Perry Mason (Season 2), Episode 1: After over a two-year-long break from its previous season, the new episodes of ‘Perry Mason’ are back on HBO. However, unlike his usual, edgy persona, he seems particularly in anguish around this time. From being a private investigator to being a civil lawyer, his career trajectory has taken a swift turn in more than one way. He is not impulsive as before and needs to bear a facade of sophistication in his general demeanor. 

Through the second season premiere, we see him trying to make peace with his present situation while pursuing a civil case. After E.B.’s death, Della is right by his side, helping him figure out the path in this new direction. Let’s dive right into what happens in this episode. Please be aware that there are spoilers ahead. 

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Perry Mason (Season 2) Episode 1 Recap:

Perry Mason’s ‘Chapter 9’ begins with a tracking shot that shows a waiter throwing a Molotov cocktail bottle onto a ship in international waters. Right after starting this fire, he flees through a small boat, startling a group of wealthy folks. After this violent start, the show goes back to Perry Mason’s (Matthew Rhys) life, where we see him in a miserable state. It’s not just about his dilapidated house, which he does not care to clean. It has more to do with a change in his demeanor, with which he later enters his office (E.B.’s old office).

Della Street (Juliet Rylance) hires a new secretary, Marion Kang (Jee Young Han), to do the work she used to do for E.B. Perry is concerned that it is not feasible. She counters with a much clearer understanding of their finances. While she reads up all the mundane civil cases, he nods with disinterest. She questions why he switched to civil from criminal law in the first place. He diverts the question to another topic and glances upon a letter from his old pal – Pete Strickland (Shea Wingham).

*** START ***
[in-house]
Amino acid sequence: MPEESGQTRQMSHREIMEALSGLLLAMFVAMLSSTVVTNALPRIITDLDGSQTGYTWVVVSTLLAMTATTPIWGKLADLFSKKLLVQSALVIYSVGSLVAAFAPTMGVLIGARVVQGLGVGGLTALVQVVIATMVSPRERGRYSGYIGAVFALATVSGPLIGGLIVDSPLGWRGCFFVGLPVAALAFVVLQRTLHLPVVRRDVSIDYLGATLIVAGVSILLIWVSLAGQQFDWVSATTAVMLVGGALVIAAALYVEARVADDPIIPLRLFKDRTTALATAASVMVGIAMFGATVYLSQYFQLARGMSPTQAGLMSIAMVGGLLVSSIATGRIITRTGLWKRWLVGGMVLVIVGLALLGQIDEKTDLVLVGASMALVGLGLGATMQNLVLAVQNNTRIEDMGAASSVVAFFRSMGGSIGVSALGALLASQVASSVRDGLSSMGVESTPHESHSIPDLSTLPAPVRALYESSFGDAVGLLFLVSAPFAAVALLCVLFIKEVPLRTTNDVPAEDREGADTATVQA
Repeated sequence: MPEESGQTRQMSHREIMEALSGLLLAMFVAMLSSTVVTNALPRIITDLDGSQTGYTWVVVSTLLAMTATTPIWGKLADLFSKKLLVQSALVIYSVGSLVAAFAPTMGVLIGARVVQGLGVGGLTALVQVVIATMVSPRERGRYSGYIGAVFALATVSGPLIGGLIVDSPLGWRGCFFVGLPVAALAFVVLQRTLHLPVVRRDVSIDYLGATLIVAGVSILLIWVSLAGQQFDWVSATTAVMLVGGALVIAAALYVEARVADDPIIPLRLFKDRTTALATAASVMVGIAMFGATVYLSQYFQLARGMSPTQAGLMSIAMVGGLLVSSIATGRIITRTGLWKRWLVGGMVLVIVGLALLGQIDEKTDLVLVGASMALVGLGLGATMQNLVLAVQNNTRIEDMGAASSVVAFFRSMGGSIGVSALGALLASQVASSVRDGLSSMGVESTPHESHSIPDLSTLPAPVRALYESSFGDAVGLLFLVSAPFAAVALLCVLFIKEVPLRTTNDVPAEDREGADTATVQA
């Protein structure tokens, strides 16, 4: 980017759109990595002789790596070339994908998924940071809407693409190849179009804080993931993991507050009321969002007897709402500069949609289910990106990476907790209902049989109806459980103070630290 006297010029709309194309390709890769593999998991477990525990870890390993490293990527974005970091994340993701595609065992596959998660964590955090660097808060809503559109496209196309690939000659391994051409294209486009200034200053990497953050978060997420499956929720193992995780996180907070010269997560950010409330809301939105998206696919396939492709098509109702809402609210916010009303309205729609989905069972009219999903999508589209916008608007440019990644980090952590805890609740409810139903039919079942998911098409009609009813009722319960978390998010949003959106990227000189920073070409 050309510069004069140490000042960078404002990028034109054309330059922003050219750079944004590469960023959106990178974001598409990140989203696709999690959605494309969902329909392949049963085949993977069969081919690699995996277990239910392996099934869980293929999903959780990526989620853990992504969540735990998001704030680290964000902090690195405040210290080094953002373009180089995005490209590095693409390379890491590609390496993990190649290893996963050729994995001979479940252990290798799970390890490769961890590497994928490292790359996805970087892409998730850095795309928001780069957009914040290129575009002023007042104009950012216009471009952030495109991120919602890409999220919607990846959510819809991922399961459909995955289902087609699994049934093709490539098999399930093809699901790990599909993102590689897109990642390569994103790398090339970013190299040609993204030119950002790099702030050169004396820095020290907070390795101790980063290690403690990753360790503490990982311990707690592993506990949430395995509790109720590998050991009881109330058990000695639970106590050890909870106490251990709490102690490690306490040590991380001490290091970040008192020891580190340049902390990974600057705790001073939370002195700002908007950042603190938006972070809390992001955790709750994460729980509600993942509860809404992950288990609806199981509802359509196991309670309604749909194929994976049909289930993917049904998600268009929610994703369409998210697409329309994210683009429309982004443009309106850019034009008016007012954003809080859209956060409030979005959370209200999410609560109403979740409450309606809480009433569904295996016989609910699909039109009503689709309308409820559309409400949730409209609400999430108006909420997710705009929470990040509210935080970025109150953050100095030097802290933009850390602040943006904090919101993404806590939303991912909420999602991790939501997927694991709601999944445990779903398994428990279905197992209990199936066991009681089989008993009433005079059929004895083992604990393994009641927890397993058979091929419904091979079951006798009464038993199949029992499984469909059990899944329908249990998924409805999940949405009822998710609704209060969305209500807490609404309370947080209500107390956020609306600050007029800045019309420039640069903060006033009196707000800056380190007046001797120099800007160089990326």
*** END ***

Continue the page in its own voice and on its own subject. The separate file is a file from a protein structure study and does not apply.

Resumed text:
Meanwhile, we get a look into the life of Brooks McCutcheon (Tommy Dewey), a not-so-successful businessman of a business tycoon Lydell (Paul Raci). After secretively having sex with a prostitute, he returns from his room to his family sitting outside in a lavish garden. Lydell gives an intimidating look from a distance and then questions him about the fire he started on the ship (the first few shots from the episode).

Brooks tries to clarify it since he did it to sabotage a deal. However, Lydell does not want him to stay invested in his fascination for his New York-based baseball team. Unlike Brooks, he does not find it ‘meaningful’ in any way. So, he orders Brooks to concentrate on charitable work, which will work for his legacy than ruining it. Of course, it does not sit well with the ambitious son.

Back at his home, Perry wakes up in the middle of the night due to the nightmares he still has of Emily Dodson (Gayle Rankin), the mother he fought for as his first case. She makes him sense the futility of their verdict since her baby son, Charlie, is still dead. She drowned herself to death in the same state of shame and guilt. These grim thoughts about her make Perry ride his motorbike at night and get himself injured.

The next morning, Della arrives at the court for their next case while Perry is nowhere to be seen. Alas, he appears just in time but with a limp. He uncomfortably sits in his chair to fight for Sunny Gryce (Sean Austin), a local grocery shop owner (The Sunny Market). The case is against his past employee, Ed Purtell (Matt Bush), who sued him on the charge of stealing his creative sales technique while never giving him the due appreciation for it. He started his own shop and used these initiatives there, which he believes, he has the right to use.